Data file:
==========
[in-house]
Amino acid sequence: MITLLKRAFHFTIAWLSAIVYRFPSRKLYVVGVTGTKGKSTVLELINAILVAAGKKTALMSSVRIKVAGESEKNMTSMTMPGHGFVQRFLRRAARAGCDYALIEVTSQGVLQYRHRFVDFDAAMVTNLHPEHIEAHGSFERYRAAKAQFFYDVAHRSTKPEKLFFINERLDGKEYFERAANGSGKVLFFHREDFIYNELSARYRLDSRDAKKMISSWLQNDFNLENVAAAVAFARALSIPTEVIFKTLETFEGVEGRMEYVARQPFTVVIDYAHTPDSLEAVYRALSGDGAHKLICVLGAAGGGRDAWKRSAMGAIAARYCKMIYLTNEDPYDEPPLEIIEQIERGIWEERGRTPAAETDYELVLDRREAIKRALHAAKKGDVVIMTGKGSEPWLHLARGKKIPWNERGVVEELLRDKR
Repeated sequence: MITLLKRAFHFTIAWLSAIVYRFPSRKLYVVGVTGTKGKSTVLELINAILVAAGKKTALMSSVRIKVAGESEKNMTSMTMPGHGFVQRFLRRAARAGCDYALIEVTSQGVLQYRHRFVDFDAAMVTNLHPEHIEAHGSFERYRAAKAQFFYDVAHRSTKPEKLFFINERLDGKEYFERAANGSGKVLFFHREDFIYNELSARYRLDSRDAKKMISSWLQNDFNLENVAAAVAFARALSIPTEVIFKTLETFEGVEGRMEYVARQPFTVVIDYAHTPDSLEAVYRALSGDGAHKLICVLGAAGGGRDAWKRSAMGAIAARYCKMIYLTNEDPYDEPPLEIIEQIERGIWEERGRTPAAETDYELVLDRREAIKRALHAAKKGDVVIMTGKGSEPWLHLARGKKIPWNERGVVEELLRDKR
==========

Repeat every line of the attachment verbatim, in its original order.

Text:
[in-house]
Amino acid sequence: MITLLKRAFHFTIAWLSAIVYRFPSRKLYVVGVTGTKGKSTVLELINAILVAAGKKTALMSSVRIKVAGESEKNMTSMTMPGHGFVQRFLRRAARAGCDYALIEVTSQGVLQYRHRFVDFDAAMVTNLHPEHIEAHGSFERYRAAKAQFFYDVAHRSTKPEKLFFINERLDGKEYFERAANGSGKVLFFHREDFIYNELSARYRLDSRDAKKMISSWLQNDFNLENVAAAVAFARALSIPTEVIFKTLETFEGVEGRMEYVARQPFTVVIDYAHTPDSLEAVYRALSGDGAHKLICVLGAAGGGRDAWKRSAMGAIAARYCKMIYLTNEDPYDEPPLEIIEQIERGIWEERGRTPAAETDYELVLDRREAIKRALHAAKKGDVVIMTGKGSEPWLHLARGKKIPWNERGVVEELLRDKR
Repeated sequence: MITLLKRAFHFTIAWLSAIVYRFPSRKLYVVGVTGTKGKSTVLELINAILVAAGKKTALMSSVRIKVAGESEKNMTSMTMPGHGFVQRFLRRAARAGCDYALIEVTSQGVLQYRHRFVDFDAAMVTNLHPEHIEAHGSFERYRAAKAQFFYDVAHRSTKPEKLFFINERLDGKEYFERAANGSGKVLFFHREDFIYNELSARYRLDSRDAKKMISSWLQNDFNLENVAAAVAFARALSIPTEVIFKTLETFEGVEGRMEYVARQPFTVVIDYAHTPDSLEAVYRALSGDGAHKLICVLGAAGGGRDAWKRSAMGAIAARYCKMIYLTNEDPYDEPPLEIIEQIERGIWEERGRTPAAETDYELVLDRREAIKRALHAAKKGDVVIMTGKGSEPWLHLARGKKIPWNERGVVEELLRDKR